Despite many global brands in the space, Indian athleisure brands are filling a huge demand gap. The homegrown brands are more conducive to Indian audience as it takes into account different weather conditions and different body shapes/sizes of Indians.
What does it take to make a successful athleisure brand?
For any consumer product, the brand has to essentially figure out four things – branding, sourcing, manufacturing, and distribution.
Branding: Let’s start with branding, perhaps the most important yet the toughest.Celebrity partnerships and the athleisure industry go hand in hand. The athleisure industry has been able to capitalise on influencer and celebrity marketing in a way that no other sector has been able to achieve. Athleisure brands work with sports megastars and popular Instagram influencers to build their niches and become dominant players in the sector.
Leading pop singers and celebrities have also established their athleisure brands, partnering with leading brands like Puma, Adidas, and Nike to launch limited edition collections. Puma recently announced pop-star Rihanna as their creative director. In India as well, celebs have opened their own activewear/athleisure brands – Hritik Roshan’s HRX, Virat Kohli’s Wrogn, Jacqueline Fernandez’s Just F and Shahid Kapoor’s Skult.
Sourcing: The fabric for athleisure is characterised by breathability, odour control and quick drying which makes it unique. Most of the fabrics used today – polyester, spandex, nylon – are synthetic. Asia is the largest producer for polyester with China leading the charts. India, Indonesia, South Korea, Taiwan follow the lead. This puts India and South Asia at a massive cost advantage.
With a 7% share, India ranks 2nd in textile exports and with a 3% share, it ranks 6th in apparel exports. Overall, India ranks 4th in global exports with a 5% share. In 2021-22, India’s textile and apparel exports reached $43 billion, and this sector has experienced a CAGR of 3.7% since 2010-11. The Indian government is also trying to make India a global hub in the industry with a 5F approach – Farm to fibre to factory to fashion to foreign.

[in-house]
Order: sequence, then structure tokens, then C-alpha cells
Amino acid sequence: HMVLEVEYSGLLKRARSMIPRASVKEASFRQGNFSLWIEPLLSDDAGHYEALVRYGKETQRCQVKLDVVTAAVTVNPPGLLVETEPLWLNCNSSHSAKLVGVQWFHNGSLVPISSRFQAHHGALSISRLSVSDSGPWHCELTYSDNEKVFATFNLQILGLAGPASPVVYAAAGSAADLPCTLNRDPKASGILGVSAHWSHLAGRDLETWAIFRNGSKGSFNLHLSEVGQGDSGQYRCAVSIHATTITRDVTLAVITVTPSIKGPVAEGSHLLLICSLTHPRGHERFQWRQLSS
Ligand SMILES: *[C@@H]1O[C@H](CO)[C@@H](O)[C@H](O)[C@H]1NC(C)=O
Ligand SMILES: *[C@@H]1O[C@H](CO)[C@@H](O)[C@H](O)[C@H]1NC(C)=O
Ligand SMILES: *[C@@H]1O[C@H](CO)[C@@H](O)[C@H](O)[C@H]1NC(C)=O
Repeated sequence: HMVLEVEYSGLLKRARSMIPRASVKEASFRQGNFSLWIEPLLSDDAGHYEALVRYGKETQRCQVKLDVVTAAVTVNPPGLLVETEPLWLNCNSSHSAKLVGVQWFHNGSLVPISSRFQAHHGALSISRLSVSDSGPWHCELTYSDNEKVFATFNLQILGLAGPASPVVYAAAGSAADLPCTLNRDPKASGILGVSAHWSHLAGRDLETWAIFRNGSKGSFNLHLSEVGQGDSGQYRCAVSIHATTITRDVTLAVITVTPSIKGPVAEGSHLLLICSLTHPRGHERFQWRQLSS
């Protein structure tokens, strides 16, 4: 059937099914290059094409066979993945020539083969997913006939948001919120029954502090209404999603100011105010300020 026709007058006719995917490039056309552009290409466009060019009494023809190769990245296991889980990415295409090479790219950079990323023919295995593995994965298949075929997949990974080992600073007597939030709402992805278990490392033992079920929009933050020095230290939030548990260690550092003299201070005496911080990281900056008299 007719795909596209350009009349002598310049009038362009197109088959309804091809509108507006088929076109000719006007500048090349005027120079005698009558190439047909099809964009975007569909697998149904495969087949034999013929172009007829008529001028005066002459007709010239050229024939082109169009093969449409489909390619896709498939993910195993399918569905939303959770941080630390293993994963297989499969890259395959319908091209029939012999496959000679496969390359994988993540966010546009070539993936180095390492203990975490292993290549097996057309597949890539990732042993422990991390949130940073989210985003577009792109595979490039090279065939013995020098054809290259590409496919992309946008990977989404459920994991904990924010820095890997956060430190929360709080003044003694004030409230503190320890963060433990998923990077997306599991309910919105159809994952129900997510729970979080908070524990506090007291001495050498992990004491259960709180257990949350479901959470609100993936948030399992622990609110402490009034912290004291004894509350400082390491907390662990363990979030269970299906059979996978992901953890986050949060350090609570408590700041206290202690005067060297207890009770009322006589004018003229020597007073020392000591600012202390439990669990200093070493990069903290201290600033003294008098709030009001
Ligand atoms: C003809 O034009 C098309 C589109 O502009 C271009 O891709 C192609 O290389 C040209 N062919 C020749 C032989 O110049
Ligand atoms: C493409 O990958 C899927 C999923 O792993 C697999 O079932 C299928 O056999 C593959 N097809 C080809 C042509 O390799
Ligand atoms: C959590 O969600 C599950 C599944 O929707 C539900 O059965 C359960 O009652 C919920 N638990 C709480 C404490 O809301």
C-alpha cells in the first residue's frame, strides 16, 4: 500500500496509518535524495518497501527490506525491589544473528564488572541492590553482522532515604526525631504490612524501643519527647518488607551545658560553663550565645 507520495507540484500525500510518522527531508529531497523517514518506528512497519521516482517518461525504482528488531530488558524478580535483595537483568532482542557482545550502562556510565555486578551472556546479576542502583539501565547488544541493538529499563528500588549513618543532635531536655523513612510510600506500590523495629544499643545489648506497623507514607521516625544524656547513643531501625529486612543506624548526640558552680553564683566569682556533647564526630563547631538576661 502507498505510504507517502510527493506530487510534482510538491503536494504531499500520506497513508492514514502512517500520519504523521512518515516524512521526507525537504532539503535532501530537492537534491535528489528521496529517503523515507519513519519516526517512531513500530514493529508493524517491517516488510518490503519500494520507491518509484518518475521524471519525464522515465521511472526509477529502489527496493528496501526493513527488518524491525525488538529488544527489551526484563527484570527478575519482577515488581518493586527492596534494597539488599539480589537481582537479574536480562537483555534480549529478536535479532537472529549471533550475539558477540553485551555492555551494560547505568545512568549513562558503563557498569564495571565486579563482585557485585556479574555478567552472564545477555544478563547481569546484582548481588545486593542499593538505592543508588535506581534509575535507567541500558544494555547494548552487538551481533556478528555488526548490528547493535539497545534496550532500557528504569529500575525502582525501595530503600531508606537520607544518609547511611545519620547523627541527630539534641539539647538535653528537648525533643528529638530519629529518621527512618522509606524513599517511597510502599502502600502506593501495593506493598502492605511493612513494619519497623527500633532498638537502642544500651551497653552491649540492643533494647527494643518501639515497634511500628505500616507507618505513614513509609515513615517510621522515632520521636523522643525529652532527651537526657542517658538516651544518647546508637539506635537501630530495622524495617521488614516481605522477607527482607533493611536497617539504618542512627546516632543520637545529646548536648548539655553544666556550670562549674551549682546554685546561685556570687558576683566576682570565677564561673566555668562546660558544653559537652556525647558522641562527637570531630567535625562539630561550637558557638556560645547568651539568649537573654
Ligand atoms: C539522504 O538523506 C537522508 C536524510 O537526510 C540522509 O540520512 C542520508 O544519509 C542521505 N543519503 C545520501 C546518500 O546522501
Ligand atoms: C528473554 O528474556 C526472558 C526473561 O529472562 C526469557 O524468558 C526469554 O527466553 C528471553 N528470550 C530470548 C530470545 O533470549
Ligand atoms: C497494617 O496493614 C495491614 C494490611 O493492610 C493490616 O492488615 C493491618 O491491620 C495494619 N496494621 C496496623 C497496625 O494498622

Brands are also investing in manufacturing in India. Puma India has already reduced its dependence on imports and is investing in local manufacturing. Domestic sourcing increased from 31% to 40% in the last two years.
Distribution: As we discussed above, the Indian apparel industry has been revolutionised by e-commerce in the last decade. So, this goes without saying that for any brand to make big waves, an online first approach would be pivotal to its success.
If you are a regular mall goer you’d have noticed athleisure is taking more and more space in mannequin showcases. Decathlon has championed the offline first approach for the sports and fitness category. Brands would also need to build offline distribution and experience centres. Sketchers has already begun the first phase of its 1.1 million square feet distribution centre outside Mumbai.
Why are we bullish on athleisure?
Large sports brands – giants – like Nike, Puma, Decathlon; fast fashion brands like H&M, Zara, Marks & Spencer; celebrity owned brands and early movers like Bliss Club – everyone is looking to get a pie of the athleisure market. However, the Indian market lacks one or two category defining (purely athleisure focused) brands.
As the world moves towards fitness and lifestyle, the opportunity is large, and that too with whitespace. Having said all this, the internet consumer brands are going through a rough patch right now. The fashion brands are even more affected due to high return costs and lack of differentiation. The consumer discretionary spend has also reduced due to macro headwinds. This also presents an opportunity for athleisure category to pick up – as the consumers can use the same clothing for sports as well as leisure.